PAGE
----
You Can Never Go Back?


LongstoweToday is my 900th posting and I started to look back. But the more I looked back the more I became convinced that it was a fruitless exercise. However a recent visit to a place that was very much part of my past, triggered memories. I want to tell you about when the past catches up with you…

Many years ago, when I told a friend that I was going back to visit former work colleagues at a farm I used to work on, I was told that you can never go back. So I took the advice and cancelled my planned visit.

Fast-forward thirty-six years and five months to a recent visit.

I went to a meeting to learn about the massive expansion in rules and regulations that is hitting farming right now. The venue was the Village Hall at Longstowe in Cambridgeshire, the very village I had left in 1978. Apart from a cursory look around when my children were small, I hadn’t been near the village since I left the farm.
Around fifty farmers had an instructive walk around part of the farm estate, guided by experts in the new regulations and the present owner. Much had changed, however I did recognise certain fields and that a fence that I had erected had recently been replaced! I spoke to the present owner (son of the owner that I knew), we chatted about certain parts of the farm and then he dropped a bombshell. The man who I had worked closely with all those years ago, Derek, and who I had thought so very old at the time, had only recently died.

Derek was ‘of the village’. He was born, raised and worked there.
His father was Station-Master until Beeching axed the line in the sixties. Once when young, Derek had taken the train to London. He was about to alight at Kings Cross when he saw all the people, decided that crowds were not for him and stayed on the train until he was safely back home.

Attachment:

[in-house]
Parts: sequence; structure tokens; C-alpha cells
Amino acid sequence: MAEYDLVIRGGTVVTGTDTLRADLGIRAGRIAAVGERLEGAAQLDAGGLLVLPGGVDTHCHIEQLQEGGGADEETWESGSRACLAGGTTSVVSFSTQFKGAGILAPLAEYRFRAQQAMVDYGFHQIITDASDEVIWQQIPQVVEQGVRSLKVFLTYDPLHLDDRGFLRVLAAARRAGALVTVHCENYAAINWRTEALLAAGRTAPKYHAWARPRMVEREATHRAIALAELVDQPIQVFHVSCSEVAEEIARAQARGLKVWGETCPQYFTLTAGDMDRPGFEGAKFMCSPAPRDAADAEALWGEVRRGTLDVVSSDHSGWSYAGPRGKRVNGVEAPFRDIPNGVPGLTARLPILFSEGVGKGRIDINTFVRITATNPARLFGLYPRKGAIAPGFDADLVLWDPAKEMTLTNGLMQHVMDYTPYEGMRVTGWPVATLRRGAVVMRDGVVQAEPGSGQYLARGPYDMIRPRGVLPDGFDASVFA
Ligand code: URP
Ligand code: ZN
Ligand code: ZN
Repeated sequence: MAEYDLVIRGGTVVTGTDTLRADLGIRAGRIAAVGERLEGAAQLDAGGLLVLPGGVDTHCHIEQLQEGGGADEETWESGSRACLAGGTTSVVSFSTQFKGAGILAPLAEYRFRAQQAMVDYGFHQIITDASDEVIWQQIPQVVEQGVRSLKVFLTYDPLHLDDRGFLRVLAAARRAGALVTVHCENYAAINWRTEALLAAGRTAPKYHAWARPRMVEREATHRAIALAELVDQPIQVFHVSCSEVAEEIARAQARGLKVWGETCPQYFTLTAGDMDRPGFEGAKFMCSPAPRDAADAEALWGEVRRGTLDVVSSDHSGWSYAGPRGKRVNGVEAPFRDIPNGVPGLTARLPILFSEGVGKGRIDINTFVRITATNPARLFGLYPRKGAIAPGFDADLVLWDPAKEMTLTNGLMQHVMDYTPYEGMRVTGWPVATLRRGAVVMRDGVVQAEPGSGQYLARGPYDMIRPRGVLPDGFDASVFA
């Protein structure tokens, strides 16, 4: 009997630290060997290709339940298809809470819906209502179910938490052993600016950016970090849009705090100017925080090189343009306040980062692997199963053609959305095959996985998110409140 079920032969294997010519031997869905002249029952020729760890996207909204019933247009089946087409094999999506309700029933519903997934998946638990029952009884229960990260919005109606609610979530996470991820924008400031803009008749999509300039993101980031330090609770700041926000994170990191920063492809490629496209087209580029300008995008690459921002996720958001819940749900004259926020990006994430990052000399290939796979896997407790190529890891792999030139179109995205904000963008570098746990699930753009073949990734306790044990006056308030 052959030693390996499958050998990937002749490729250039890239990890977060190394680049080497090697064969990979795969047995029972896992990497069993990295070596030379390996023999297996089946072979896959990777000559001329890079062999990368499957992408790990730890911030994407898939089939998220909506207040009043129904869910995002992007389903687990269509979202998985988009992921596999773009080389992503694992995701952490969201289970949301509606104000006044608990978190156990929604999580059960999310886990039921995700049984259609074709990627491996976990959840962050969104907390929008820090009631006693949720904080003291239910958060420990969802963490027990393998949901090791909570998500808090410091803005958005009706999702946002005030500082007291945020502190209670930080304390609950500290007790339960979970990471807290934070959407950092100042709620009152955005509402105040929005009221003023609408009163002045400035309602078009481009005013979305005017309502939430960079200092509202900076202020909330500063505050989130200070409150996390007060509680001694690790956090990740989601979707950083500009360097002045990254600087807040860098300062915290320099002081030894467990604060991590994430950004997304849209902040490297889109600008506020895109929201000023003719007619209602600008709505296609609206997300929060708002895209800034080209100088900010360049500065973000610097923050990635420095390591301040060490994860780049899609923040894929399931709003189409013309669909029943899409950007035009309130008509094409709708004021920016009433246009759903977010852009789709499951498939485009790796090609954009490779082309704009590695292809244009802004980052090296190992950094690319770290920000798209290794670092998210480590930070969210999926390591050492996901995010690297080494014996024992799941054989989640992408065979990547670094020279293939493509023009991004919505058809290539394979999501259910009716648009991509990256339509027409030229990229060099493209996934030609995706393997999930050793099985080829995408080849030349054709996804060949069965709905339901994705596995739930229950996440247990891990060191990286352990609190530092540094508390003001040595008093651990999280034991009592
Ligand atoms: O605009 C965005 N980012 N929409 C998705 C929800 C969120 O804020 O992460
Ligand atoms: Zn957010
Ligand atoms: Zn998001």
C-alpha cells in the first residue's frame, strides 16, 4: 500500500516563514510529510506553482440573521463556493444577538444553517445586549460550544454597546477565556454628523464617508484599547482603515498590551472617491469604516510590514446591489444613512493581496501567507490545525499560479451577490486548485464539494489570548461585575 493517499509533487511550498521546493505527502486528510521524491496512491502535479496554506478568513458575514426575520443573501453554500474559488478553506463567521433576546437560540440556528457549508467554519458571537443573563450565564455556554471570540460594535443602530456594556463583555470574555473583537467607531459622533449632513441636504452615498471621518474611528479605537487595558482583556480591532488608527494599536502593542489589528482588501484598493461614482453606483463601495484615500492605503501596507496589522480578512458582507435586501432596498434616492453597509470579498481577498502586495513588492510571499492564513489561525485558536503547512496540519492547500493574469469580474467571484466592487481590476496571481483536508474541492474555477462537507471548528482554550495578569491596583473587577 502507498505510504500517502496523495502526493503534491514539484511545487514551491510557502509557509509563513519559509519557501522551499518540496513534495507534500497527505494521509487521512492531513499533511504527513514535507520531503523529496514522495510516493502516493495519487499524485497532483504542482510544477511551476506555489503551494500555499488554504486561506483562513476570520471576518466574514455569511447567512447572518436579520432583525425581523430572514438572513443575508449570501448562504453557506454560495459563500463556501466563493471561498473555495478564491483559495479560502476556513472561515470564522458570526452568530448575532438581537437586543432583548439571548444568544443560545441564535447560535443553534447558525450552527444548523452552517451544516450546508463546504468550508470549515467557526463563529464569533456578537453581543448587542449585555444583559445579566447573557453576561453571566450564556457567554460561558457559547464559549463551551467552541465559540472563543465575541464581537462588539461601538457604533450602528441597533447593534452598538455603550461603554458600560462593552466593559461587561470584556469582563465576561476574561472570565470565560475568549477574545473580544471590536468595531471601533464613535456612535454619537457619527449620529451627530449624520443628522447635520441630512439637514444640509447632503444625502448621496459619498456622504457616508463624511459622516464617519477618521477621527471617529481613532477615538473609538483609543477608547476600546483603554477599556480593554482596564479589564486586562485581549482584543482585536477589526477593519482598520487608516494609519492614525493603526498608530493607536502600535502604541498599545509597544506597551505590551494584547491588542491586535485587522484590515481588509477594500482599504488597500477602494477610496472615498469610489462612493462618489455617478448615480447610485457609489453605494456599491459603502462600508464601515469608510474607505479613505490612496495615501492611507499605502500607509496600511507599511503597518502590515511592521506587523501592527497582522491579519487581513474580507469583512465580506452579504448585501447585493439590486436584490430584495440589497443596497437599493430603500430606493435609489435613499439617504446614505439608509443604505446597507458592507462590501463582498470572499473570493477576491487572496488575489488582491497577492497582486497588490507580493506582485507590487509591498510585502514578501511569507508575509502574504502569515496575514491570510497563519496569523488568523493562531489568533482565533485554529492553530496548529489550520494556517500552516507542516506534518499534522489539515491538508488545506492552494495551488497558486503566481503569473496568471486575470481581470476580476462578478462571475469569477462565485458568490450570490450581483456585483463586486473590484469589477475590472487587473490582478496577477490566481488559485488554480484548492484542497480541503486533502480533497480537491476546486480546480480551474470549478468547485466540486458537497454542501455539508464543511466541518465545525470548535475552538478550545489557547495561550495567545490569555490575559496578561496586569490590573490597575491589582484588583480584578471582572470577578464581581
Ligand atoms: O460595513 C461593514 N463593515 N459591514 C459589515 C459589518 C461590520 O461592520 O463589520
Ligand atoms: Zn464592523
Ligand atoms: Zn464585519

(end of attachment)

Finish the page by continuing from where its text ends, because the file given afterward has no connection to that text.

Derek had a Morris Marina that despite its age had done minimal mileage. This was unsurprising as the furthest it was ever driven was an occasional trip to Gamlingay, a round trip of around twelve miles. Derek would get the car out of the garage and go through an exhaustive list of checks. During this time word would spread and his cousin ‘Wooper’, ‘Chalky’ White and anyone else nearby, would take their places in the car! Derek never complained but was always surprised how quickly word spread!

When my wife and I became engaged, Derek informed me that his mother and father wished to meet my intended. A Saturday morning was chosen and we were shown, like royalty, into the front room. Derek’s mother produced special mid-morning fare, Camp Coffee made with two heaped teaspoons of sugar, condensed milk and Woolworths finest ‘slab’ fruit-cake. We had a wonderful morning that remains as vivid thirty-six years later as it did back then.

Sad to say, after I left, I never saw Derek again. Despite all the friendship shown to a naive youngster, the many lessons and hours of companionship on the farm that this true gentle-man imparted, I just didn’t make the effort because I’d been told ‘you can’t go back’.

On a day when the change in farming could not have been more emphasised, my thoughts were with an ordinary man who taught me so much, not just about farming, but about life.

So, Derek, rest peacefully, i’m so sorry I didn’t make the effort.
If you ever get a chance to go back in time, just do it, you’ll regret it if you don’t.

© Baldock Bard 2014
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